Business Studies

HideShow resource information

Ordinary Share Capital

Is the money given to a company by shareholders in return for a share certificate. This gives them part ownership of the company and entitles them to a share of the profits.


  • Limited liability encourages shareholders to invest in the business, as it restricts the amount of moeny they can lose.
  • It is not neccessary to pay shareholders a dividend if the business cannot afford these payments.
  • Bringing new shareholders into a small business can often mean that further expertise is bought into the business.
  • Increasing ordinary share capital can make it easier to borrow more funds froma  bank, as the share capital can purchase assests that can be used in collateral.
  • It does not need to be re-paid so eases the pressuree on a limited company


  • In profitable years, ordinary shareholders will expect good dividends and this is likely to be more expensive than the interest charged on a loan.
  • The original aims of a business may be lost as new shareholders may not have the same values as the original owners.
1 of 6

Loan Capital

Loan cpaital is money recieved by an organisation in return for the organisation's agreement to pay interest during the peroid of the loan within an agreed time.

2 of 6

Bank Loan

A bank loan is a sum of money provided to a firm or an individual by a bank for a specific, agreed purpose.


  • The interest rate and thus the payments are fixed in advance, making it easy to budget the schedule for repayments.
  • Interest rates are usually lower because of the security provided.
  • The size of the loan and the peroid of repayment can be organised to match the exact needs of the firm.


  • The size of the loan may be limited by the amount of colateral thta can be provided rather than by the amount of money needed by the business.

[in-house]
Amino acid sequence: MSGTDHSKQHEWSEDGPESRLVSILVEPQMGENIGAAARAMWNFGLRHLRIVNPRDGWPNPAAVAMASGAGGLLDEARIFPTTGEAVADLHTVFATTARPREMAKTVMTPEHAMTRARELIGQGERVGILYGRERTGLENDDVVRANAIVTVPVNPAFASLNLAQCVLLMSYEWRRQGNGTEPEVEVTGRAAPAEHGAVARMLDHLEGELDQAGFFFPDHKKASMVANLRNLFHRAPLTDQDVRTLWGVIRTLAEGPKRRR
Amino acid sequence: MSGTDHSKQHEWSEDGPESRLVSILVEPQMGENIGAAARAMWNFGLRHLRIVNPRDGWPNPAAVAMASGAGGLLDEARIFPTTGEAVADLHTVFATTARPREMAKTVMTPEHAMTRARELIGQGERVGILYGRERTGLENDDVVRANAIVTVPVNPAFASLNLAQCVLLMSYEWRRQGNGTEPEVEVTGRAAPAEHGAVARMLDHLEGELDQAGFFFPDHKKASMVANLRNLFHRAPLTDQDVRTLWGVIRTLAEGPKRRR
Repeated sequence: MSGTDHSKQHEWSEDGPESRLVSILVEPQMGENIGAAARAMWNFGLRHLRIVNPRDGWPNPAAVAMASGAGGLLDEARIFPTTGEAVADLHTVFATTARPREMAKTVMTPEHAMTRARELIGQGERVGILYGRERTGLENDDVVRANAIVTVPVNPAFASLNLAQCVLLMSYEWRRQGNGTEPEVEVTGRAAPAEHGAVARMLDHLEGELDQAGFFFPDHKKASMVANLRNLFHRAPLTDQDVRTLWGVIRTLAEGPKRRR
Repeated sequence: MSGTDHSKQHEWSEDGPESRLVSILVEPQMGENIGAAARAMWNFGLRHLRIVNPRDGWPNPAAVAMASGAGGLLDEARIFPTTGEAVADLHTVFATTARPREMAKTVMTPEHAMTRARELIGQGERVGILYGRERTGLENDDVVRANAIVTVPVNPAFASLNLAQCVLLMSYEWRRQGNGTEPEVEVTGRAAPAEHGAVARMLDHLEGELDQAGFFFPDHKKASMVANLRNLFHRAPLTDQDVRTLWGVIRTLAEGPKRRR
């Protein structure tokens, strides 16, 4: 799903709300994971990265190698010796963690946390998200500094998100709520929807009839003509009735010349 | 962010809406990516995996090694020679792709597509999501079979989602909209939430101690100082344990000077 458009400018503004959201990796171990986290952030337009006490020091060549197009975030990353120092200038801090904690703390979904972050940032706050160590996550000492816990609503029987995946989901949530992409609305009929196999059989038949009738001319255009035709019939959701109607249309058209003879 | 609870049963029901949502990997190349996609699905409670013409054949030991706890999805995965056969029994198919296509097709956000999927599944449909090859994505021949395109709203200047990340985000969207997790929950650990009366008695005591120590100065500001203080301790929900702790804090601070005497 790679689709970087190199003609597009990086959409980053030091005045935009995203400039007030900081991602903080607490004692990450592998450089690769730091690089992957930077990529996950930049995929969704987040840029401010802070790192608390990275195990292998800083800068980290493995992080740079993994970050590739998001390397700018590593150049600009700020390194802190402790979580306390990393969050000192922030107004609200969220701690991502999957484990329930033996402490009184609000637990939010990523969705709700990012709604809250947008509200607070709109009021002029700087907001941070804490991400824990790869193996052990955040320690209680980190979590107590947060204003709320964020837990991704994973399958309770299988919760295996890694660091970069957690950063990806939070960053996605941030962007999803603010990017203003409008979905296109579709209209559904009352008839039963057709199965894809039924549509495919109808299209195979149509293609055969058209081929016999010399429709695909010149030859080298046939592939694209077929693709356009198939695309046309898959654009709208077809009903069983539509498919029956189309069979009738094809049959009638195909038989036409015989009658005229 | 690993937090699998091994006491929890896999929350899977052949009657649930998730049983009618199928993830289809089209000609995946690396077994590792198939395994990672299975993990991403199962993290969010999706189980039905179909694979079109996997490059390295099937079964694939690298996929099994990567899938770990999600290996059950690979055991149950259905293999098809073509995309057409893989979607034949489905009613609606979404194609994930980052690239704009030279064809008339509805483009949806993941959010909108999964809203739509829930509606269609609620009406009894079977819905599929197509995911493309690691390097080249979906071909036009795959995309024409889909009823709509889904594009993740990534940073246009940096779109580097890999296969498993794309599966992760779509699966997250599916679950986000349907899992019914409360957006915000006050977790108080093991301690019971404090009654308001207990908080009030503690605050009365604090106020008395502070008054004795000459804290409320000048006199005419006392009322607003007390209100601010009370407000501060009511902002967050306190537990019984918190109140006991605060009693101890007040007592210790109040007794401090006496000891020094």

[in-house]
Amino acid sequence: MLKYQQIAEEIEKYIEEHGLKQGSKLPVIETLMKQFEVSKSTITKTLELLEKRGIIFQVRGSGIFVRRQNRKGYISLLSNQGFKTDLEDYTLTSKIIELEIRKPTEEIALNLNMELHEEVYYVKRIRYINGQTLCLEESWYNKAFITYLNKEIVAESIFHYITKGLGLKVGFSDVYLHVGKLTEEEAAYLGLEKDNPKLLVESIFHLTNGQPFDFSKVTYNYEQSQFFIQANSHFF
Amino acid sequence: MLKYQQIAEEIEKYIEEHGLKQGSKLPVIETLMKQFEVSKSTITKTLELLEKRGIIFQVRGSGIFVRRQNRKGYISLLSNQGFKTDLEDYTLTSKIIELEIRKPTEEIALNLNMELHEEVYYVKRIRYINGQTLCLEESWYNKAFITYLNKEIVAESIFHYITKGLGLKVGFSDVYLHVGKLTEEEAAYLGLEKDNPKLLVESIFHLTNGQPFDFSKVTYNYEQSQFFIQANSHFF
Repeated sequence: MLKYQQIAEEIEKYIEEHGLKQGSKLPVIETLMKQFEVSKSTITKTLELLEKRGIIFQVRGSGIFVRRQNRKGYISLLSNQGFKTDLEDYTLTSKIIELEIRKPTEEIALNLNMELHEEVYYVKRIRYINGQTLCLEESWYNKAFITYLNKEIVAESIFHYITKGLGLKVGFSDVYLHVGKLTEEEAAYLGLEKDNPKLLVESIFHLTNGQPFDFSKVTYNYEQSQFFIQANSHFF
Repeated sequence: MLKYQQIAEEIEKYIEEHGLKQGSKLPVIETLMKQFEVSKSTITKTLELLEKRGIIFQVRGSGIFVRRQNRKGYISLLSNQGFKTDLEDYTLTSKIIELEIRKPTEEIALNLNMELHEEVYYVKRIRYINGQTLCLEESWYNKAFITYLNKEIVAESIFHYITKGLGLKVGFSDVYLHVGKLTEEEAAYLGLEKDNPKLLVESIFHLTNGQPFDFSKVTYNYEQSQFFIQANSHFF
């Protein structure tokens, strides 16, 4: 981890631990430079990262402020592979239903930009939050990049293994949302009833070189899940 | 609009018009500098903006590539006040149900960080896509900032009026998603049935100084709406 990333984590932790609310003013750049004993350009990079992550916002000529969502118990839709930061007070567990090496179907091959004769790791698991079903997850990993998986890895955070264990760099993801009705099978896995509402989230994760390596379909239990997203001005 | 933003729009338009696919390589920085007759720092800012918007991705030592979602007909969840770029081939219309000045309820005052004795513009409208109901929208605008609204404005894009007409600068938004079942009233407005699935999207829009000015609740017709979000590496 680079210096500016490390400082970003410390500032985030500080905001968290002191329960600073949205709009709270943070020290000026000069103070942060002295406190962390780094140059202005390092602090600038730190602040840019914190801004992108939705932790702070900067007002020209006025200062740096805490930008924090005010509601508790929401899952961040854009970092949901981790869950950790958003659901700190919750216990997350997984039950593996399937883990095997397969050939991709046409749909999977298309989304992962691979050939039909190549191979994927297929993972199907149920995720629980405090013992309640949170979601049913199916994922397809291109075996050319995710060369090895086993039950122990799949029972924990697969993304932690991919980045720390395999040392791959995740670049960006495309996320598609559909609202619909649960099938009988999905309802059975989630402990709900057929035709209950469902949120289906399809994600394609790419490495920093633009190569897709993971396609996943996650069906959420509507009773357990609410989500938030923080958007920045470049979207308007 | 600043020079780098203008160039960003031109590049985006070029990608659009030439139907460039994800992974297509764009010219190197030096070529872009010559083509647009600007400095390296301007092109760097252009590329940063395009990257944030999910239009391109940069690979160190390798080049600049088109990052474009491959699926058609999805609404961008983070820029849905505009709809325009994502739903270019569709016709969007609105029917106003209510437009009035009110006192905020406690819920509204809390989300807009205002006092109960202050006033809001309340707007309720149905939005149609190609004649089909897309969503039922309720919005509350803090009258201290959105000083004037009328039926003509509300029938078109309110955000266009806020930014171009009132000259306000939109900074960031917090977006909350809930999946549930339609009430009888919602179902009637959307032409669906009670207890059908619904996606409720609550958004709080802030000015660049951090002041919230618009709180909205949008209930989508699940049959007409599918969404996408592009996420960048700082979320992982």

• It is often difficult or costly to repay a loan early.
  • Start-ups are often charged higher rates of interest because they are unable to provide the guarentees that the bank manager might like.
3 of 6

Bank Overdrafts

A bank overdraft is when a bank allows an organisation to overspend its current account at the bank up to an agreed (overdraft) limit and for a stated time period.


  • Theya re extremely flexible and useful for temporary cash-flow problems.
  • Interest is only paid on the amount of the overdraft being used.
  • They are particulary useful to seasonal businesses, which are likely to experience some cash-flow problems at certain times of the year.
  • Security is not usually required.


  • The interest rate charged is usually higher than for a loan.
  • Banks can demand immediate repayment.
4 of 6

Venture Capital

Venture capital s finance that is provided to small or medium sized businesses that seek growth, but which may be considered as risky by typical share buyers or other lenders.


  • Venture capital is available to firms that are unable to get finance from other sources because of the risk involved.
  • Venture capitalists sometimes nallow interest or dividends to be delayed.
  • Venture capitalisy may provide guidance and and advice.


  • Venture capitalists often wants a significant share of the business in return
  • Venture capitalists often wants high interest payments or dividends.
  • It is possible that venture capitalists will exert too much influence, so the original owner may lose their independance.
5 of 6

Personal Sources

This is money that is provided by the owner or owners of the business from their own savings or personal wealth.


  • A cheap source
  • It enables the owners to keep control over their business.


  • A person can quickly lose their savings.
  • The entreprenuer may not have sufficient savings to finance a new business.


  • Mortgage
  • Private borrowing from friends
  • Selling private assets
6 of 6


No comments have yet been made

Similar Business Studies resources:

See all Business Studies resources »